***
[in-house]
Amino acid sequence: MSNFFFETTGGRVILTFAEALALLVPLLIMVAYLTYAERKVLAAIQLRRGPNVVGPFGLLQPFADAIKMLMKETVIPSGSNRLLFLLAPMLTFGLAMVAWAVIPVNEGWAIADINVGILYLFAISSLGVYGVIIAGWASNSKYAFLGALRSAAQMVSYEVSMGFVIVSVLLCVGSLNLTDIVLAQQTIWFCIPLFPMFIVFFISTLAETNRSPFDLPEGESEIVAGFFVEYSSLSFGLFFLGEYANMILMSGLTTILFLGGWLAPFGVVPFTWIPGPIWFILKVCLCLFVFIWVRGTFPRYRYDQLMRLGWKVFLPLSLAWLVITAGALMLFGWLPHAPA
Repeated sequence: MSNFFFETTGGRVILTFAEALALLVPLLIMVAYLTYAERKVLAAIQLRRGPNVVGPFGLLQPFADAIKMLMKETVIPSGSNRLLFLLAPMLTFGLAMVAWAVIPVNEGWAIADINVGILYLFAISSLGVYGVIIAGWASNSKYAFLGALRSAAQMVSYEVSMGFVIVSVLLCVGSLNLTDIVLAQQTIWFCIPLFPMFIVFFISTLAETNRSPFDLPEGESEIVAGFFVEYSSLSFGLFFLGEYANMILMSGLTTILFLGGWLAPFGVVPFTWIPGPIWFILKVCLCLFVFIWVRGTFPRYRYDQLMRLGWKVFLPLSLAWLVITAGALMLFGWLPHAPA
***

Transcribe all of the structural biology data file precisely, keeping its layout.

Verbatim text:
[in-house]
Amino acid sequence: MSNFFFETTGGRVILTFAEALALLVPLLIMVAYLTYAERKVLAAIQLRRGPNVVGPFGLLQPFADAIKMLMKETVIPSGSNRLLFLLAPMLTFGLAMVAWAVIPVNEGWAIADINVGILYLFAISSLGVYGVIIAGWASNSKYAFLGALRSAAQMVSYEVSMGFVIVSVLLCVGSLNLTDIVLAQQTIWFCIPLFPMFIVFFISTLAETNRSPFDLPEGESEIVAGFFVEYSSLSFGLFFLGEYANMILMSGLTTILFLGGWLAPFGVVPFTWIPGPIWFILKVCLCLFVFIWVRGTFPRYRYDQLMRLGWKVFLPLSLAWLVITAGALMLFGWLPHAPA
Repeated sequence: MSNFFFETTGGRVILTFAEALALLVPLLIMVAYLTYAERKVLAAIQLRRGPNVVGPFGLLQPFADAIKMLMKETVIPSGSNRLLFLLAPMLTFGLAMVAWAVIPVNEGWAIADINVGILYLFAISSLGVYGVIIAGWASNSKYAFLGALRSAAQMVSYEVSMGFVIVSVLLCVGSLNLTDIVLAQQTIWFCIPLFPMFIVFFISTLAETNRSPFDLPEGESEIVAGFFVEYSSLSFGLFFLGEYANMILMSGLTTILFLGGWLAPFGVVPFTWIPGPIWFILKVCLCLFVFIWVRGTFPRYRYDQLMRLGWKVFLPLSLAWLVITAGALMLFGWLPHAPA